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GSK and Clover’s COVID-19 vaccine starts clinical trials

Results of the initial study are due next month

Coronavirus vaccine

Clover Biopharma and GlaxoSmithKline have put the latest coronavirus vaccine into human testing, starting a phase 1 trial of their SCB-2019 candidate after promising animal studies.

The COVID-19 vaccine – which is the fourteenth to start clinical trials, according to World Health Organization (WHO) data – is a trimeric sub-unit spike protein developed by China-based Clover that will be delivered alongside GSK’s pandemic adjuvant system.

It is, however, only the second protein sub-unit vaccine to start trials after a Novavax candidate, which started a phase 1/2 trial in May, and is based on a full length recombinant glycoprotein from SARS-CoV-2, the virus that causes COVID-19, given with the biotech’s Matrix M adjuvant.

Results of the initial study in 150 healthy volunteers – to be conducted in Australia – are due next month and, in parallel, planning has begun for a phase 2b/3 efficacy trial later in the year.

The adjuvant system is designed to boost the immune response to the vaccine antigen and allow less to be used per dose, potentially allowing more doses to be supplied from a production batch. Another adjuvant from US biotech Dynavax will also be tested in the trial, and each of multiple SCB-2019 doses in the trial will be evaluated with and without adjuvant.

The trial follows preclinical results in animal models which showed a strong neutralising antibody response against SARS-CoV-2, the virus that causes COVID-19, across multiple species, said GSK.

GSK is one of the top vaccine companies in the world but has opted to contribute to the search for a COVID-19 vaccine by making its adjuvant technology available to other companies, rather than advancing its own candidates.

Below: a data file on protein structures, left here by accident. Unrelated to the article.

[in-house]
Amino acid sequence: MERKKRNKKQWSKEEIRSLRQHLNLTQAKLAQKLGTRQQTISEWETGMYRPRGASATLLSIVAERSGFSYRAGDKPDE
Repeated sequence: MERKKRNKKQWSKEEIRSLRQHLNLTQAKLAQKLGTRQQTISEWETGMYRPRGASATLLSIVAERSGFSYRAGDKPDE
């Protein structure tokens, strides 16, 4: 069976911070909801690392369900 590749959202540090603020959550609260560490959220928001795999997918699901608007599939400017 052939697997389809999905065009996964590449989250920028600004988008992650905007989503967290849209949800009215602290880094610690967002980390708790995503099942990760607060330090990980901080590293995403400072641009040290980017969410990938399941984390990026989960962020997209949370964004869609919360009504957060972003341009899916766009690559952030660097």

The company has an alliance with Sanofi’s vaccine unit Sanofi Pasteur to develop a COVID-19 protein sub-unit vaccine, although that is still in preclinical development. In addition, it has partnered with the University of Queensland and Innovax/Xiamen University on other sub-unit vaccines that are also in early-stage testing.

GSK’s chief medical officer for vaccines, Thomas Breuer, told Reuters that the company wants to be “best in class” even if it is a late entrant into the coronavirus vaccine race.

“If others are a little faster I will congratulate them because they can take care of maybe the healthcare workers in selected countries, but the world needs billions of doses and we will contribute to this effort,” he said.

GSK has previously said it plans to produce 1 billion doses of its adjuvant for COVID-19 vaccines next year, as its other partnerships head into clinical testing and hopefully into full production.

Article by
Phil Taylor

22nd June 2020

From: Research



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